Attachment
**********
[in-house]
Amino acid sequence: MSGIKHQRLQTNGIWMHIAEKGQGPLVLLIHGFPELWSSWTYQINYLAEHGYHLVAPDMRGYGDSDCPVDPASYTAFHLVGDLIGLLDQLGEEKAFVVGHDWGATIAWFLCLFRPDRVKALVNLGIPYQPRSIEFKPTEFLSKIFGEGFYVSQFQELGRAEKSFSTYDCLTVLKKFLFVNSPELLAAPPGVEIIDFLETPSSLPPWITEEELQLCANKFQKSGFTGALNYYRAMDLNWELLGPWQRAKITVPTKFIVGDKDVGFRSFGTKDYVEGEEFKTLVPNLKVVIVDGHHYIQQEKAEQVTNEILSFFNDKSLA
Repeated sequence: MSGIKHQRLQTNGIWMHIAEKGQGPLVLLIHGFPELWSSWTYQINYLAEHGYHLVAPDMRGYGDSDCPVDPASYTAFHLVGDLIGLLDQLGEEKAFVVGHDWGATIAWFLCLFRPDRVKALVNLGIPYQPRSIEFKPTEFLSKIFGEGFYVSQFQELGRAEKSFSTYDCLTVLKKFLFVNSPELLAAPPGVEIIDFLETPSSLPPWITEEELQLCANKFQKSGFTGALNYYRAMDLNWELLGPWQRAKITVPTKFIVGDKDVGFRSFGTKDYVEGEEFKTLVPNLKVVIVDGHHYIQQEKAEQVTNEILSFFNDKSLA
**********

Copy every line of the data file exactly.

[in-house]
Amino acid sequence: MSGIKHQRLQTNGIWMHIAEKGQGPLVLLIHGFPELWSSWTYQINYLAEHGYHLVAPDMRGYGDSDCPVDPASYTAFHLVGDLIGLLDQLGEEKAFVVGHDWGATIAWFLCLFRPDRVKALVNLGIPYQPRSIEFKPTEFLSKIFGEGFYVSQFQELGRAEKSFSTYDCLTVLKKFLFVNSPELLAAPPGVEIIDFLETPSSLPPWITEEELQLCANKFQKSGFTGALNYYRAMDLNWELLGPWQRAKITVPTKFIVGDKDVGFRSFGTKDYVEGEEFKTLVPNLKVVIVDGHHYIQQEKAEQVTNEILSFFNDKSLA
Repeated sequence: MSGIKHQRLQTNGIWMHIAEKGQGPLVLLIHGFPELWSSWTYQINYLAEHGYHLVAPDMRGYGDSDCPVDPASYTAFHLVGDLIGLLDQLGEEKAFVVGHDWGATIAWFLCLFRPDRVKALVNLGIPYQPRSIEFKPTEFLSKIFGEGFYVSQFQELGRAEKSFSTYDCLTVLKKFLFVNSPELLAAPPGVEIIDFLETPSSLPPWITEEELQLCANKFQKSGFTGALNYYRAMDLNWELLGPWQRAKITVPTKFIVGDKDVGFRSFGTKDYVEGEEFKTLVPNLKVVIVDGHHYIQQEKAEQVTNEILSFFNDKSLA